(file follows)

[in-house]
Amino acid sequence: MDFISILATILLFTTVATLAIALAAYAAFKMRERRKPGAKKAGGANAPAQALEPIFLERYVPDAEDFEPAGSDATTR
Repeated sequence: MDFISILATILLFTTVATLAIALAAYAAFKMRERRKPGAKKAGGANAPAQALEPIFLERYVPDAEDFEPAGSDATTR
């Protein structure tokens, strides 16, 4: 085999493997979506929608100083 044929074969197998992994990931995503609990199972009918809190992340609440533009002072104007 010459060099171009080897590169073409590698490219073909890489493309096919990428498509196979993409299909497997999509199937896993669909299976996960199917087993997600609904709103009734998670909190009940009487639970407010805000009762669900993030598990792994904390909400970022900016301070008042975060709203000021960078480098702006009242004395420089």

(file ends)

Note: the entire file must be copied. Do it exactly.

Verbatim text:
[in-house]
Amino acid sequence: MDFISILATILLFTTVATLAIALAAYAAFKMRERRKPGAKKAGGANAPAQALEPIFLERYVPDAEDFEPAGSDATTR
Repeated sequence: MDFISILATILLFTTVATLAIALAAYAAFKMRERRKPGAKKAGGANAPAQALEPIFLERYVPDAEDFEPAGSDATTR
């Protein structure tokens, strides 16, 4: 085999493997979506929608100083 044929074969197998992994990931995503609990199972009918809190992340609440533009002072104007 010459060099171009080897590169073409590698490219073909890489493309096919990428498509196979993409299909497997999509199937896993669909299976996960199917087993997600609904709103009734998670909190009940009487639970407010805000009762669900993030598990792994904390909400970022900016301070008042975060709203000021960078480098702006009242004395420089």